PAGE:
COLUMBUS, Ga. -- Bill Curry is a happy man.
He is not satisfied with his 2-5 record in his first season as the head football coach at Kentucky, but he is smiling. Kentucky is not Alabama, not when it comes to football tradition, but Curry doesn't mind.
Curry now is employed by what is regarded as a basketball school after leaving what is regarded as one of the most prestigious jobs in college football. Curry's 1989 Alabama team shared the Southeastern Conference championship and won a Sugar Bowl bid; his 1990 Wildcats are 1-2 in the conference and will be home for Christmas.
But Curry is happy. "Thrilled to death" is his description.
Don Lindsey, Curry's assistant head coach and defensive coordinator for the three-year Curry era at Alabama and his assistant coach for Curry's last three years at Georgia Tech, understands the happiness. Curry won't admit as much, but Lindsey says his former boss just wants to be loved.
"Bill, first of all, is a person who literally loves everybody," said Lindsey, now working as the manager of business development at Highland Industrial Park in his hometown of Camden, Ark.
"He sincerely wants to care about everybody, and consequently that kind of person wants everybody to like him, however unrealistic that is. The criticism at Alabama was so strong just the fact he wasn't accepted from the minute he got in there it bothered him. That was the same for all of us that came from Georgia Tech. It was always 'Curry and that Georgia Tech staff.' It was just very depressing."
Curry celebrated his 48th birthday last Sunday the day after his team's 30-20 loss at Louisiana State. There may be more losses this year. The Wildcats played host to Georgia last night and then have games left against Vanderbilt, Florida and Tennessee.
Curry may finish no better than 3-8 or 4-7 this year a far cry from his three-year Alabama record of 26-10. Jerry Claiborne's Kentucky footprints may be less noticeable than Bear Bryant's permanent stamp on Alabama, but Curry insists his weekly challenge did not change with his address.
"I've said this since day one, and I know a lot of people don't believe it, but I feel the same pressure to win that I felt when I was the coach of the Midget League Bulldogs in College Park, Ga., in 1957 and when I was the coach of the Green Bay Packers offensive line and when I was the coach at Georgia Tech and the coach at Alabama, because the pressure comes from inside me and it doesn't change because some fans don't like me or like what we do," Curry said.
"It always feels the same to me because I don't care what the negative people think. It doesn't bother me for somebody to throw a brick. People act like they don't believe that, but it's the way it is."
Even with a 2-5 record, Curry has found no brick-throwers at Kentucky. A 35-29 loss to Mississippi was not followed by suggestions that state flags fly at half-staff. There is still pressure to win; the difference is the acceptance of Curry by the Kentucky establishment.
"We've got a tremendous family thing going here, and it's just really exciting," Curry said.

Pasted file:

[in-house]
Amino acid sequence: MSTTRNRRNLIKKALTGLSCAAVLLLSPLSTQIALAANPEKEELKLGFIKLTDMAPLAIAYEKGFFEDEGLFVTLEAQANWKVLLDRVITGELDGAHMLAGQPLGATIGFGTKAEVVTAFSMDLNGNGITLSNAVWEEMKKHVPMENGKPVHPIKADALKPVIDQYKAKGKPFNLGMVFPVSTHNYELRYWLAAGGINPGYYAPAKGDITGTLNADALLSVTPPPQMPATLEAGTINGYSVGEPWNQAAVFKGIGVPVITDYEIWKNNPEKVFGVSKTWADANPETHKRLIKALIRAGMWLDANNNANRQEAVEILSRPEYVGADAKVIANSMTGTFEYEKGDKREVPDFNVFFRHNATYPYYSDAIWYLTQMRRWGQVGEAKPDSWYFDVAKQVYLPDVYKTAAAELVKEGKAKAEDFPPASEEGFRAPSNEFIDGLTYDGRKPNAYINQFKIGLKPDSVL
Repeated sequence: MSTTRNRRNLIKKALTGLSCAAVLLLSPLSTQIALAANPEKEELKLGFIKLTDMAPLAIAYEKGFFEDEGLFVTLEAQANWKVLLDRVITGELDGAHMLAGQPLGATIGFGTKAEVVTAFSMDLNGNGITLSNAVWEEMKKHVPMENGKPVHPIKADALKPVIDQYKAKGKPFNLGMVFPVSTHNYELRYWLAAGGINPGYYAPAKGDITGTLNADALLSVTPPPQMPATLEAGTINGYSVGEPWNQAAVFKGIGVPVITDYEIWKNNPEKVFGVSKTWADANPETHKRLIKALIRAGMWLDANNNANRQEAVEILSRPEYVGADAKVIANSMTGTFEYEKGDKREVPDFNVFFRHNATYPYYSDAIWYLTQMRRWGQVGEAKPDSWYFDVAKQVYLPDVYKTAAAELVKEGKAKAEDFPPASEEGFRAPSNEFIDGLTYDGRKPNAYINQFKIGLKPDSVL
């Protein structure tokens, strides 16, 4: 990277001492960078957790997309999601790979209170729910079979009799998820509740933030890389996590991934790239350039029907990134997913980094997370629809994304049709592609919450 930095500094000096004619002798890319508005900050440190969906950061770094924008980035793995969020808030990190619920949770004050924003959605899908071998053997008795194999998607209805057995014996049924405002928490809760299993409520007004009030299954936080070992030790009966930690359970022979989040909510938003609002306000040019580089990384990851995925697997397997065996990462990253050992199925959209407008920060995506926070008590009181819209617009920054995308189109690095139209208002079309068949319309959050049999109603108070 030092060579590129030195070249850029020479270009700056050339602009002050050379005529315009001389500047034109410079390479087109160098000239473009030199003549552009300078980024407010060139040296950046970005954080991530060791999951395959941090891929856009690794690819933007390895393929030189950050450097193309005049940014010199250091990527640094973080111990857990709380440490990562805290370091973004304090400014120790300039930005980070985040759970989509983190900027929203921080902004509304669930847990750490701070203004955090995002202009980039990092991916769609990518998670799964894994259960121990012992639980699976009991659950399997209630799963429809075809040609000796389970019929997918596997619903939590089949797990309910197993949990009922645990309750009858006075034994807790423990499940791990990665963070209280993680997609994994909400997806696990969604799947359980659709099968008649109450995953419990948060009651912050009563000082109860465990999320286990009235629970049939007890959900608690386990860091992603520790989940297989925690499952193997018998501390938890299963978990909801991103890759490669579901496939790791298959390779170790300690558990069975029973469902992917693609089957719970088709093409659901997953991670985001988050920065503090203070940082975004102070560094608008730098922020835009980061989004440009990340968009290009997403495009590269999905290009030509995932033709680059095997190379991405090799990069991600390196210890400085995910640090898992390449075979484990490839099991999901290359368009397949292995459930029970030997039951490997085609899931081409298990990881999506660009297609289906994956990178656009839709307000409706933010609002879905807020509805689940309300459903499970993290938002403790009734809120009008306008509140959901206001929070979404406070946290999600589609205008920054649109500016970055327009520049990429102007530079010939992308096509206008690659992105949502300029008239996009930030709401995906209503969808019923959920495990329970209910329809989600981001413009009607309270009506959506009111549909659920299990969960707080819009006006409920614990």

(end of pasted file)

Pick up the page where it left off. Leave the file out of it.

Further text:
"From the standpoint of my family, it's a difference, and it's a marked difference. Most of the people at Alabama were wonderful to us, but there were some very difficult things that were said and done, and at Kentucky it's been absolutely wonderful for my wife, and I really appreciate that."
Lindsey says acceptance never came at Alabama, not even with the SEC championship.
"It was the most unique experience I've ever been in, and it wasn't the most enjoyable," Lindsey said. "All schools expect you to win, so it wasn't that. It was the other part. Even when we won, we didn't win right."
Curry often is asked about his Alabama years. When Alabama started 0-3 under Gene Stallings, Curry pointed no fingers. Though sometimes frank in his comments on the negative side of his Alabama experience, Curry generally chooses diplomacy over bitterness.
"I don't look for anybody to support me or not support me," he said. "I don't have any hard feelings toward anybody. I just want Gene Stallings to do well.
"All I want is what's good for those players on that [Alabama] team and the players on the Tech team and the players on our team," he said. "I feel like I've got about 400 children now. I'm emotionally tied to all three programs."
Curry has more adopted football children. He also cheers for Virginia, where his son, Billy, is a second-year center. (Former Georgia adversary Vince Dooley also has a son, Derek, on the top-ranked Virginia team.)
Georgia Tech, however, is special for Curry because he is a Tech alumnus as well as a former Tech coach. As Tech prospers in the top 20, Curry delivers long-distance cheers.
"I've known all along that Bobby Ross is a great football coach," Curry said. "I'm not surprised he's built a great team there. I think they are better right now than we were at any point while I was there, and I could not be happier."
Curry said it again. The message is clear: There is life after Alabama. For Curry, the life is good.